From the main menu of the 1541 Diagnostic Cartridge by Jani, there is also the Performance Test, which is a complete test for the drive. This test is accessed by pressing P.
This test is very important and allows you to assess the health of the drive after it has been aligned and adjusted. The test starts with a disk format, then destroys all data on it.
After formatting, it writes a file, rereads it and deletes it. Evaluate the functionality of the drive also in the external tracks: 1 and 35. If the drive works correctly, the test ends successfully with the message “PASSED!”.
If the test ends with errors (with the words “FAILED!” and “ERROR:”), before blaming the drive, try cleaning the drive head with a cotton swab and alcohol.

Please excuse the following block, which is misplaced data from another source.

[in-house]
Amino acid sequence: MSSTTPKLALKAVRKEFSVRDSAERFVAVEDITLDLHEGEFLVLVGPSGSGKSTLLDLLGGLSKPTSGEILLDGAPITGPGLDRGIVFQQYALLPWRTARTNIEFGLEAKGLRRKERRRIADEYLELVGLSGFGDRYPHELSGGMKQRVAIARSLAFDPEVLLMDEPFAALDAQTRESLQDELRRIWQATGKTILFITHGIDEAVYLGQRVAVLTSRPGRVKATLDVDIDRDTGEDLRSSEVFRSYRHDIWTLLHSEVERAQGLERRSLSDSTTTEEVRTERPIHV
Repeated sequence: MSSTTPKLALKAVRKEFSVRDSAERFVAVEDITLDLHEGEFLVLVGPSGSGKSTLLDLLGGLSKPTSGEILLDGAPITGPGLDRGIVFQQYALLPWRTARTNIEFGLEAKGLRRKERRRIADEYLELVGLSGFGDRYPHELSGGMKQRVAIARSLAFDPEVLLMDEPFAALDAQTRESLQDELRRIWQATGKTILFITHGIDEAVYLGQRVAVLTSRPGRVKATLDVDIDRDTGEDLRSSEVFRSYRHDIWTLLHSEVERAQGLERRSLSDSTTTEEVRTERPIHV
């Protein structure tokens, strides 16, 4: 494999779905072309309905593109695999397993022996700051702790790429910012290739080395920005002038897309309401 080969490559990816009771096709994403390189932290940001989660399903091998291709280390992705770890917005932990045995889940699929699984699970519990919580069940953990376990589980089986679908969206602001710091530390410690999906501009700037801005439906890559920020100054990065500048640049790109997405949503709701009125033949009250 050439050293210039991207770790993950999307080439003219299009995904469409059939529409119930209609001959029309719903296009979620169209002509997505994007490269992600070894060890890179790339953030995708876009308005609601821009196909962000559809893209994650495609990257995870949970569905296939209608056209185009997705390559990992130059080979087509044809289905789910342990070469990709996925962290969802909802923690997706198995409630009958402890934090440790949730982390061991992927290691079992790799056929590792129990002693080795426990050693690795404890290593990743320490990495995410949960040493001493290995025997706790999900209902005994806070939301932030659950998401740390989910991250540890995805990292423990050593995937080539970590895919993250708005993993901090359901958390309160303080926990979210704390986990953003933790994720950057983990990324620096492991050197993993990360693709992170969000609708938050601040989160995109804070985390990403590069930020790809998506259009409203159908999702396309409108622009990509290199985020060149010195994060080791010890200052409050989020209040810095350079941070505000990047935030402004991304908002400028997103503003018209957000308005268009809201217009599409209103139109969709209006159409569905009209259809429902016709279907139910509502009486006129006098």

Try the test with other disks as well. In fact, the Commodore 1541 drive may fail to write and read on particularly worn discs.
V – Validate Disk, to remove any files that are not closed properly
The command V it is used to validate the disk. The drive scans the various files on the disk and keeps only those that are open and closed correctly, eliminating those that may be left open by some program, which can cause problems.
DOS (the firmware that runs in the Commodore 1541 floppy disk drive) has a map that indicates which sectors of the disk are used. The map is on track 18, sector 0. It is the BAM we saw earlier. When the command Validate is sent to the drive, the BAM is rebuilt starting from the list of files in the Directory.
But how can files not closed properly cause disk problems?
When deleting a file (using the Scratch), two things happen:
- the byte relative to the file type, in the directory, is set to 0;